But there’s other ways too. Perhaps your characters all grew up in a life of relatively secluded luxury as bastard children of nobility, sent off to a special boarding school. They were sheltered from the outside world to protect their secrets, probably never being told about them, but were treated accordingly to their partial nobility. They never had to lift heavy things, they were never told that belching at the table was seen as crass, and nobody dared tell them that “fluffy the dire wolf” was actually “fluffy the house cat”; their proficiency (or lack thereof) at basic skills was never questioned by those around them. All that changes when someone hires mercenaries to kidnap them, hoping for leverage over their noble parent. Boom, the characters know each other (grew up together), have a motivation (escaping and getting home), and have no particularly known talents or applicable worldly knowledge.

The idea that not every member of the group is a powerhouse and master of their craft opens up a lot of space for true role playing as opposed to min/maxed “roll playing”. If each character seems to have a hidden talent, how would the group treat the last character who hadn’t found something they have a knack for? If poor Jim doesn’t seem particularly charismatic, strong, or agile of thought or body, is it a running joke that this average civilian is dragged along on these dangerous adventures? Or does the group treat him as something extraordinary because his hidden talent must be something beyond mere statistics?

Taking the concept just a little bit further, perhaps the characters don’t have any hidden strengths at all. Maybe all those unknown stats are mediocre at best, but can be improved through play. Whatever the player puts the most effort in to, whatever the character practices the most, that’s where the improvement will come. This lets your story show the growth from average person with a noble heart into a well seasoned adventurer, as opposed to the stereotypical progression from well trained savant to a well trained and equipped one.

Character discovery isn’t going to be the right concept for every RPG group. There’s no problem with picking what you want to play. Little Timmy just wants to smash things, and that’s okay. Let him put all his points into CoolGuy the Barbarian’s Strength stat and double bladed battleaxe exotic weapon skill. Johnny has a serious crush on Katniss Everdeen, so he’s allowed to be Naktiss Neverneed, heroic Ranger, martyr, and savior of the 5th District of Neverwinter.

But for more experienced groups, those looking for a new challenge and a novel way to explore a game, this seems like a refreshing way to go about it.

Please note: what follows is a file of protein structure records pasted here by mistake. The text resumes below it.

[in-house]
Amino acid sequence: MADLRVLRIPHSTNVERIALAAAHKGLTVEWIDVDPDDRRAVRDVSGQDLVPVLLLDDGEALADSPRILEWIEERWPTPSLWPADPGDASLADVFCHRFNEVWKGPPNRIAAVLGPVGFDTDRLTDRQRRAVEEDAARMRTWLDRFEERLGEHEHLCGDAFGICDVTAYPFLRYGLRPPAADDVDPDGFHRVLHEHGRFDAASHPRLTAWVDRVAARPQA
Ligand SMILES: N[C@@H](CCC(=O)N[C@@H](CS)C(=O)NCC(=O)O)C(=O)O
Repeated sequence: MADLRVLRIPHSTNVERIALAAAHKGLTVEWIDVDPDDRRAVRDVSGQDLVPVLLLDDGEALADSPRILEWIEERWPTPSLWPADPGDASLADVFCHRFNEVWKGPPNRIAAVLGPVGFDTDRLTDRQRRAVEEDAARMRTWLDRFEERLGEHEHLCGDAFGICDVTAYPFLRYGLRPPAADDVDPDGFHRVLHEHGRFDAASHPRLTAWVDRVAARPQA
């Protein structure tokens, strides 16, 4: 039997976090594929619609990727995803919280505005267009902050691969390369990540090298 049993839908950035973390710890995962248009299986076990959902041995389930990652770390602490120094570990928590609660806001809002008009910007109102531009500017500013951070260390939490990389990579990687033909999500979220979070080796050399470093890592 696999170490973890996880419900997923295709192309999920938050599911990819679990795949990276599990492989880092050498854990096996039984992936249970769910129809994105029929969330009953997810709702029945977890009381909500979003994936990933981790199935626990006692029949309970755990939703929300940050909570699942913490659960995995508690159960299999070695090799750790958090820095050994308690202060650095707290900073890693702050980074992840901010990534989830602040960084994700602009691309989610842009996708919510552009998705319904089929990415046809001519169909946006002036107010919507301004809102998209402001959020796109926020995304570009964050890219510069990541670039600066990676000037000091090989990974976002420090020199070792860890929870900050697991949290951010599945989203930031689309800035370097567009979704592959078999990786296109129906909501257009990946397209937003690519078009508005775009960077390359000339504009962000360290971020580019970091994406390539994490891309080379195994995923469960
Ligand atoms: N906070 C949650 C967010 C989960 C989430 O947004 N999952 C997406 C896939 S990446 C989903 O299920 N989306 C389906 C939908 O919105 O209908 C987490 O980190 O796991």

Now to dust off those old spell tomes and relearn how to cast “Conjure Enough Time for a Campaign”. But maybe this time I won’t have to spend the first hour filling out a character sheet!

– The Tabletop General

For the Greater Good

I had to make a hard choice yesterday, and it affects a lot of my fellow gamers.

For a combination of a dozen different factors (fatigue, seasonal, personal obligations, etc), attendance had dropped significantly at my FLGS’s X-Wing nights. Where once we had 15-20 players every Tuesday night, now we had 6-8. Seeing underutilized table space, the store’s owner took the opportunity to revitalize the local Warhammer community, putting together a series of events that have filled the place up on Tuesday nights. As a result, as I’ve worked hard to bring back X-Wing players, I haven’t had anywhere to put them. For weeks now, we’ve had no more than 4 games running at a time, elbow to elbow to make that happen. As for the extra folks? A few of us would observe, some would grab a card table and play Destiny, and some folks just turned around and left. I always gave up my spot for someone else to play, because on a given X-Wing night it’s less about the games themselves for me and more about hanging out with my friends.

But realizing that this situation wasn’t getting any better, I spoke with some of the prominent players and agreed to move X-Wing night to Wednesdays. This is a big deal to me because Wednesdays are our Imperial Assault nights. And while we’re at it, let’s go ahead and formally organize Destiny players to gather on Wednesdays as well.

So, the good news is that none of this conflicts with the schedules for these games at any other store in the area, there’s plenty of room available for everyone to play, and I’ll never go without a game of something on Wednesday nights. I’ve got some ideas churning for ways to tie everything together too, having a bit of a “faction war” that spans multiple games. But on the other hand, the players like myself who might have been overextending a bit to get in to all three of these games now have to pick one of the three each week.